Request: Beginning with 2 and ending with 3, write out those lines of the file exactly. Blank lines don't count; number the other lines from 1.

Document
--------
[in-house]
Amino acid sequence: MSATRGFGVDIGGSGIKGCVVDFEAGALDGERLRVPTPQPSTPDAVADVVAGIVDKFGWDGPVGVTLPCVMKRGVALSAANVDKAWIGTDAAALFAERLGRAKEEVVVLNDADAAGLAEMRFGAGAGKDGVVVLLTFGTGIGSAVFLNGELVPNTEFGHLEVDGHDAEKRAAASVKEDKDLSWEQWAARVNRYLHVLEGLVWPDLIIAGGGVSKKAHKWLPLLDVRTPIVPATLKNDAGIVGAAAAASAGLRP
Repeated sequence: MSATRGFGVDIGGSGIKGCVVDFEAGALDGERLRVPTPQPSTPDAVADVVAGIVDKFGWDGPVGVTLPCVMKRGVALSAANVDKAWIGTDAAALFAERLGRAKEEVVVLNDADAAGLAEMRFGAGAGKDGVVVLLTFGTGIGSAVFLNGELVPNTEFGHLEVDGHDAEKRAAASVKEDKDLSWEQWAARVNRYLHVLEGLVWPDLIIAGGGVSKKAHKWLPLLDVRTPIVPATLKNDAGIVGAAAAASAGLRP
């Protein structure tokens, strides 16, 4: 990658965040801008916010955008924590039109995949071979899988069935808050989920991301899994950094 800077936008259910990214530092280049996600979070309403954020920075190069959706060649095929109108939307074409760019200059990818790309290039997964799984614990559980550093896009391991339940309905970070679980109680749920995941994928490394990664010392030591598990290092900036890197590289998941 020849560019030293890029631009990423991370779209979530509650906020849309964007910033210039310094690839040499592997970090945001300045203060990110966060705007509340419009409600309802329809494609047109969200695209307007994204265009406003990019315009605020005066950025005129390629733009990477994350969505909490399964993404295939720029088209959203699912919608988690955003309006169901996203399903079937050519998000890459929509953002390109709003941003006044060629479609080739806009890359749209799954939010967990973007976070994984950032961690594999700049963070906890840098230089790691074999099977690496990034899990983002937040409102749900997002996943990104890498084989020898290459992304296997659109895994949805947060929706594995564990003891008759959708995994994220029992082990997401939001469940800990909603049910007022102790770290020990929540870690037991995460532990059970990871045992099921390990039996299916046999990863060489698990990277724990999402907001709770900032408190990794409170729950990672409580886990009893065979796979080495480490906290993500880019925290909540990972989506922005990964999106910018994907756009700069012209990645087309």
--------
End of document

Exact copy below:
Amino acid sequence: MSATRGFGVDIGGSGIKGCVVDFEAGALDGERLRVPTPQPSTPDAVADVVAGIVDKFGWDGPVGVTLPCVMKRGVALSAANVDKAWIGTDAAALFAERLGRAKEEVVVLNDADAAGLAEMRFGAGAGKDGVVVLLTFGTGIGSAVFLNGELVPNTEFGHLEVDGHDAEKRAAASVKEDKDLSWEQWAARVNRYLHVLEGLVWPDLIIAGGGVSKKAHKWLPLLDVRTPIVPATLKNDAGIVGAAAAASAGLRP
Repeated sequence: MSATRGFGVDIGGSGIKGCVVDFEAGALDGERLRVPTPQPSTPDAVADVVAGIVDKFGWDGPVGVTLPCVMKRGVALSAANVDKAWIGTDAAALFAERLGRAKEEVVVLNDADAAGLAEMRFGAGAGKDGVVVLLTFGTGIGSAVFLNGELVPNTEFGHLEVDGHDAEKRAAASVKEDKDLSWEQWAARVNRYLHVLEGLVWPDLIIAGGGVSKKAHKWLPLLDVRTPIVPATLKNDAGIVGAAAAASAGLRP